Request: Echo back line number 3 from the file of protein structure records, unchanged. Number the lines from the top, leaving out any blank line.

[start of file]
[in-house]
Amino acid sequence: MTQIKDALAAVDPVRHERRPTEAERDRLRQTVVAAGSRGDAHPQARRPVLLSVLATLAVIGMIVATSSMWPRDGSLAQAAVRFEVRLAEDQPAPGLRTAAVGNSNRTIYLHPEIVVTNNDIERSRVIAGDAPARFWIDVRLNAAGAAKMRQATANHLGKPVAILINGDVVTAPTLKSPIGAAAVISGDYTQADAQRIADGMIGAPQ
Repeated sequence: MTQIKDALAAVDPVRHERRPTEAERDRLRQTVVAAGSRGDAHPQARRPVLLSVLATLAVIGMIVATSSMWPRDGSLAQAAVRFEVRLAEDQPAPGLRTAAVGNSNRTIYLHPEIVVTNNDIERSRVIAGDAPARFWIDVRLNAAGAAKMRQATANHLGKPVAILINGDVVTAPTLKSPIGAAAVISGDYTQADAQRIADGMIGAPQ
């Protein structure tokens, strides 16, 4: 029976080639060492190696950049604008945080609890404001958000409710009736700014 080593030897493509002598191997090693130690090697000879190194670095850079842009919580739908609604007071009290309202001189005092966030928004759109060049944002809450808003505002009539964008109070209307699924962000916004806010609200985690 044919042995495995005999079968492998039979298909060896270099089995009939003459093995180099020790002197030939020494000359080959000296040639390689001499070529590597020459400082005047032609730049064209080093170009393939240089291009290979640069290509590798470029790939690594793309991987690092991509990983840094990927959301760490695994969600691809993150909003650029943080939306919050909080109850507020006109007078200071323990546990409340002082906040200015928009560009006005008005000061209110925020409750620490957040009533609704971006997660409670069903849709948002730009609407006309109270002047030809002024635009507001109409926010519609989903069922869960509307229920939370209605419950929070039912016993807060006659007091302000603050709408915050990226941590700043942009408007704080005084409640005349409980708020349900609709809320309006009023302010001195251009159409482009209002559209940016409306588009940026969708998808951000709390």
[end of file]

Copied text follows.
Repeated sequence: MTQIKDALAAVDPVRHERRPTEAERDRLRQTVVAAGSRGDAHPQARRPVLLSVLATLAVIGMIVATSSMWPRDGSLAQAAVRFEVRLAEDQPAPGLRTAAVGNSNRTIYLHPEIVVTNNDIERSRVIAGDAPARFWIDVRLNAAGAAKMRQATANHLGKPVAILINGDVVTAPTLKSPIGAAAVISGDYTQADAQRIADGMIGAPQ